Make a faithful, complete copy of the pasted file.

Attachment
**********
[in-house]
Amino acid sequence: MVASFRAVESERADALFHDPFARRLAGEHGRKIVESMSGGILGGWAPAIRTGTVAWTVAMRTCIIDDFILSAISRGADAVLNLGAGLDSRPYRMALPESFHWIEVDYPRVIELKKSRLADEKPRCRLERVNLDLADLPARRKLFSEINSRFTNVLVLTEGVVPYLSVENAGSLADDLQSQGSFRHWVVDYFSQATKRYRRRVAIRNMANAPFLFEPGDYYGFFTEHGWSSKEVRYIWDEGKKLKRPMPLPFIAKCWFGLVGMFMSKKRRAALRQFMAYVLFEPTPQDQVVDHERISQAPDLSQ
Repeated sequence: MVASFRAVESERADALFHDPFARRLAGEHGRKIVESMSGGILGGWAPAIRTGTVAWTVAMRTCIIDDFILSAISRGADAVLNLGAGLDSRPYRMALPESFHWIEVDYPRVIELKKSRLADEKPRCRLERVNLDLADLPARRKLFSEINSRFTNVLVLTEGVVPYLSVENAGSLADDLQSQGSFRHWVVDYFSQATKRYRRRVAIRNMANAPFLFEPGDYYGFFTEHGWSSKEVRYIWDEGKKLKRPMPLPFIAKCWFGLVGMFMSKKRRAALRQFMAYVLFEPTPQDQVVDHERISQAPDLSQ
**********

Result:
[in-house]
Amino acid sequence: MVASFRAVESERADALFHDPFARRLAGEHGRKIVESMSGGILGGWAPAIRTGTVAWTVAMRTCIIDDFILSAISRGADAVLNLGAGLDSRPYRMALPESFHWIEVDYPRVIELKKSRLADEKPRCRLERVNLDLADLPARRKLFSEINSRFTNVLVLTEGVVPYLSVENAGSLADDLQSQGSFRHWVVDYFSQATKRYRRRVAIRNMANAPFLFEPGDYYGFFTEHGWSSKEVRYIWDEGKKLKRPMPLPFIAKCWFGLVGMFMSKKRRAALRQFMAYVLFEPTPQDQVVDHERISQAPDLSQ
Repeated sequence: MVASFRAVESERADALFHDPFARRLAGEHGRKIVESMSGGILGGWAPAIRTGTVAWTVAMRTCIIDDFILSAISRGADAVLNLGAGLDSRPYRMALPESFHWIEVDYPRVIELKKSRLADEKPRCRLERVNLDLADLPARRKLFSEINSRFTNVLVLTEGVVPYLSVENAGSLADDLQSQGSFRHWVVDYFSQATKRYRRRVAIRNMANAPFLFEPGDYYGFFTEHGWSSKEVRYIWDEGKKLKRPMPLPFIAKCWFGLVGMFMSKKRRAALRQFMAYVLFEPTPQDQVVDHERISQAPDLSQ